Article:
About the Chinese Medicine Ordinance
When was the Chinese Medicine Ordinance passed?
The Chinese Medicine Ordinance (Cap. 549 of the Laws of Hong Kong) was passed by the Legislative Council on 14 July 1999.
About the Chinese Medicine Council of Hong Kong
The Chinese Medicine Council was set up in September 1999. Its members include Chinese medicine professionals and traders, persons from educational or scientific research institutions, lay persons and government officials appointed by the Chief Executive.
The main function of the Chinese Medicine Council is to carry out and implement the regulatory measures for Chinese medicine as stipulated in the Chinese Medicine Ordinance. Regulation of Chinese medicine practitioners includes registration, examination and discipline of Chinese medicine practitioners, whereas regulation of Chinese medicines includes licensing of Chinese medicines traders and registration of proprietary Chinese medicines.
What is the address of the Chinese Medicine Council?
The address of the Chinese Medicine Council is :
22/F Wu Chung House
213 Queen's Road East
Enquiry no. : 2121 1888
Fax no. : 2121 1898
About Regulation of Chinese medicines
The Chinese Medicine Council is formulating details of the regulatory measures for Chinese medicines. The regulatory measures for Chinese medicines include the licensing of wholesale dealers and retailers in Chinese herbal medicines, licensing of wholesale dealers and manufacturers in proprietary Chinese medicines and registration of proprietary Chinese medicines. In order to minimize inconvenience caused to the trade of Chinese medicines, transitional arrangements are stated in the Chinese Medicine Ordinance to allow traders and manufacturers of Chinese medicines continue operating before the issuing of licences and the proprietary Chinese medicines being registered.
What are the procedures of importing proprietary Chinese medicines from places outside Hong Kong?
Currently, one should apply for an import and export licence for import of proprietary Chinese medicines. Please contact the Chinese Medicines Section, Chinese Medicine Division, Department of Health at 3904 9227 / 2319 5119 for enquiries. After implementation of the registration of proprietary Chinese medicines, only proprietary Chinese medicines registered with the Chinese Medicines Board of the Chinese Medicine Council are allowed to be imported.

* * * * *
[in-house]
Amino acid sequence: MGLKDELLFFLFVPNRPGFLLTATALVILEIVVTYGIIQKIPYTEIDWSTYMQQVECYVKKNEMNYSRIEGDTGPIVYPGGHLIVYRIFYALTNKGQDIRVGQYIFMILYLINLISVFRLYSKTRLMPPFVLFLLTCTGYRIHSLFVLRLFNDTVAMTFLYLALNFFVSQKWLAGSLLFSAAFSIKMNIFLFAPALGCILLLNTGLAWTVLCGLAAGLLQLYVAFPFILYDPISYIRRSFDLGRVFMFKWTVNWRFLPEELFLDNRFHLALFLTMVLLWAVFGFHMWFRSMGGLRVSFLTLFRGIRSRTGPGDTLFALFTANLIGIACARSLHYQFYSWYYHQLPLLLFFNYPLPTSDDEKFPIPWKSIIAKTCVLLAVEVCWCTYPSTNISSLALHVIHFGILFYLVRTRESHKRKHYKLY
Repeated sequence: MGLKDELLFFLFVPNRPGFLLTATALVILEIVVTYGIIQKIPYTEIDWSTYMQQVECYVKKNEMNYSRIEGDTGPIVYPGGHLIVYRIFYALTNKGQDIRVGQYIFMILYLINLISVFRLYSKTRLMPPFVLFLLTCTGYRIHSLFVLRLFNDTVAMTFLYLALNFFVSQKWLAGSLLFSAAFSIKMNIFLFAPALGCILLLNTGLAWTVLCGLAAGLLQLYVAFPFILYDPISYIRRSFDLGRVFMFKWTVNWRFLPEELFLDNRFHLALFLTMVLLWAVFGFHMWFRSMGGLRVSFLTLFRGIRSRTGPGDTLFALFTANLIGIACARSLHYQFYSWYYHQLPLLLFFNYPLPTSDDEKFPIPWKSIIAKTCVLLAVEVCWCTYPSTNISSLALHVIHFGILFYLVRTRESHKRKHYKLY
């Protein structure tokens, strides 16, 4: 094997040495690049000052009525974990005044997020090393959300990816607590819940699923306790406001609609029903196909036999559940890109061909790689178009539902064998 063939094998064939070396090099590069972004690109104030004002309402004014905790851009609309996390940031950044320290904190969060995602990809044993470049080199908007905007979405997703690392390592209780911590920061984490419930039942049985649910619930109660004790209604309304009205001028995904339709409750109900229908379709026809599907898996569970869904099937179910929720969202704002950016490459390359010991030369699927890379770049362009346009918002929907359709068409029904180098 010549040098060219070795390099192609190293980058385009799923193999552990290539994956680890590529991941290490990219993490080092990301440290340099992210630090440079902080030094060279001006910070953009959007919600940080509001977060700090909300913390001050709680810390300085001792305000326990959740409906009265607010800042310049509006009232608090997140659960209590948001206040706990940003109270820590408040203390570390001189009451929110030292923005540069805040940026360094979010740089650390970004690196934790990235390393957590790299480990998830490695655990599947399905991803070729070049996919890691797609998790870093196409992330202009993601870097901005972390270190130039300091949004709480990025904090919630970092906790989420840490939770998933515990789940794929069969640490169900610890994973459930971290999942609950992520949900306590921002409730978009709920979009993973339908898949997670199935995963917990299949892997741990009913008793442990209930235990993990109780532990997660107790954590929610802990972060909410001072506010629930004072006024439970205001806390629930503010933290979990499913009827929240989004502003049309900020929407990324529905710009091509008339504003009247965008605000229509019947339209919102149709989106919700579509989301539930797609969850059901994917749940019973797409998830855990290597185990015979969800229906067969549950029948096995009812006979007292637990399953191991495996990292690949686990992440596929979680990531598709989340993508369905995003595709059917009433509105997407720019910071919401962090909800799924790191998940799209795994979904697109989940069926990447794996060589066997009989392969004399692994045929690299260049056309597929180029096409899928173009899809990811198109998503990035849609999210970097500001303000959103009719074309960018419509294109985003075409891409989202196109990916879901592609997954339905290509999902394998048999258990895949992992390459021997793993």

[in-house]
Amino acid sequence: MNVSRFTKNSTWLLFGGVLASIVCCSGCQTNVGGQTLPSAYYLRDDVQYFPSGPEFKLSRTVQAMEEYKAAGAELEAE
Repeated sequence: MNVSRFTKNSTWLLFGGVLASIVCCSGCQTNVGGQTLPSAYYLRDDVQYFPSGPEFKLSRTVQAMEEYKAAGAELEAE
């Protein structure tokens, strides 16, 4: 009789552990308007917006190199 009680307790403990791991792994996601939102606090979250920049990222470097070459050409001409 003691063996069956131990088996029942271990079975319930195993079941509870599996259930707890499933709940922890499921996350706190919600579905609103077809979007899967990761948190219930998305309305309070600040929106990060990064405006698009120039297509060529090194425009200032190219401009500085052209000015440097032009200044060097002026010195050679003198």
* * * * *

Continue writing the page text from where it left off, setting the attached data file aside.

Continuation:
About Promotion materials on Chinese medicine
What promotion materials on Chinese medicine can be obtained?
The following information on Chinese medicine are available at the Department of Health:
Members of the public may obtain the publications from :
Chinese Medicine Division
Department of Health
16/F, AIA Kowloon Tower, Landmark East, 100 How Ming Street, Kwun Tong, Kowloon
Enquiry Hotline : 2574 9999
Fax. no : 2123 9566
5. About the registration of proprietary Chinese medicines
6. Application for Licence of Chinese Medicines Traders
About Other Issues
According to the Chinese Medicine Ordinance (the Ordinance), Chinese medicines traders who wish to carry on a business in the retail of Chinese herbal medicines, wholesale of Chinese herbal medicines, wholesale of proprietary Chinese medicines or manufacturing of proprietary Chinese medicines shall first apply for a licence from the Chinese Medicines Board under the Chinese Medicine Council of Hong Kong (hereinafter known as "the Chinese Medicines Board"). Pursuant to the spirit of the Ordinance and to facilitate traders to take part in Chinese medicines tradeshows, the Chinese Medicines Board has formulated the requirements concerning arrangements for Chinese medicines traders to engage in Chinese medicines tradeshows. The details are set out in "Licensing arrangements of Chinese herbal medicines tradeshow licence (For traders' reference)".
Table 1: Limits of organochlorine pesticide residues
|Chinese name||English name||Test parameters||Maximum
|1. 艾氏劑及狄氏劑||Aldrin & Dieldrin||Sum of Aldrin and Dieldrin||0.05|
|2. 氯丹||Chlordane||Sum of cis-chlordane, trans-chlordane and oxychlordane||0.05|
|3. 滴滴涕||DDT||Sum of p,p’-DDT, o,p’-DDT, p,p’-DDE and p,p’-TDE||1.0|
|5. 七氯||Heptachlor||Sum of heptachlor and heptachlor epoxide||0.05|
|7. 六六六||Hexachlorocyclohexane||Sum of α-, β- and δ-isomers||0.3|
|9. 五氯硝基苯||Quintozene||Sum of quintozene, pentachloroaniline and methyl pentachlorophenyl sulphide||1.0|
Table 2：Test parameters for organophosphate pesticides*
(*No organophosphate pesticide residues are allowed in Chinese herbal medicines)
Note: The consumption of Chinese herbal medicines with pesticide residues exceeding the maximum residue limits does not automatically imply a hazard to health provided that the intake of pesticides falls within the safety reference value for acceptable human daily intake.
Table 1: Limits of heavy metals and toxic elements in Chinese herbal medicines set by CMC
|Chinese name||English name||Maximum limit (intake)|
|砷||Arsenic||1 500 mcg/day|
|鎘||Cadmium||3 500 mcg/dose|